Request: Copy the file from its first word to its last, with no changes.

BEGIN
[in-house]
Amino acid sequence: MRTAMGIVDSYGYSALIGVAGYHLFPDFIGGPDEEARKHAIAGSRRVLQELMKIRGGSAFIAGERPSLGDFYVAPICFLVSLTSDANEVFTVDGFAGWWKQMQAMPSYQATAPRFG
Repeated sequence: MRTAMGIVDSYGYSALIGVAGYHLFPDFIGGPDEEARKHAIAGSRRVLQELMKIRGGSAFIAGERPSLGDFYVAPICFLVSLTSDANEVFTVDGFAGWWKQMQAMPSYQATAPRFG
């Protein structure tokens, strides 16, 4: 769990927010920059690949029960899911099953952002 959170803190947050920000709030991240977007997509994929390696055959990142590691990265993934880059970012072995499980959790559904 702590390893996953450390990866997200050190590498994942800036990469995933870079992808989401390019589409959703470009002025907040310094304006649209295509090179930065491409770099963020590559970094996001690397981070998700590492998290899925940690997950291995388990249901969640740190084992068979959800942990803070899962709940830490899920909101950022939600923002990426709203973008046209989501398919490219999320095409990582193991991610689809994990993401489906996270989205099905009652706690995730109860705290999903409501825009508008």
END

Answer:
[in-house]
Amino acid sequence: MRTAMGIVDSYGYSALIGVAGYHLFPDFIGGPDEEARKHAIAGSRRVLQELMKIRGGSAFIAGERPSLGDFYVAPICFLVSLTSDANEVFTVDGFAGWWKQMQAMPSYQATAPRFG
Repeated sequence: MRTAMGIVDSYGYSALIGVAGYHLFPDFIGGPDEEARKHAIAGSRRVLQELMKIRGGSAFIAGERPSLGDFYVAPICFLVSLTSDANEVFTVDGFAGWWKQMQAMPSYQATAPRFG
């Protein structure tokens, strides 16, 4: 769990927010920059690949029960899911099953952002 959170803190947050920000709030991240977007997509994929390696055959990142590691990265993934880059970012072995499980959790559904 702590390893996953450390990866997200050190590498994942800036990469995933870079992808989401390019589409959703470009002025907040310094304006649209295509090179930065491409770099963020590559970094996001690397981070998700590492998290899925940690997950291995388990249901969640740190084992068979959800942990803070899962709940830490899920909101950022939600923002990426709203973008046209989501398919490219999320095409990582193991991610689809994990993401489906996270989205099905009652706690995730109860705290999903409501825009508008």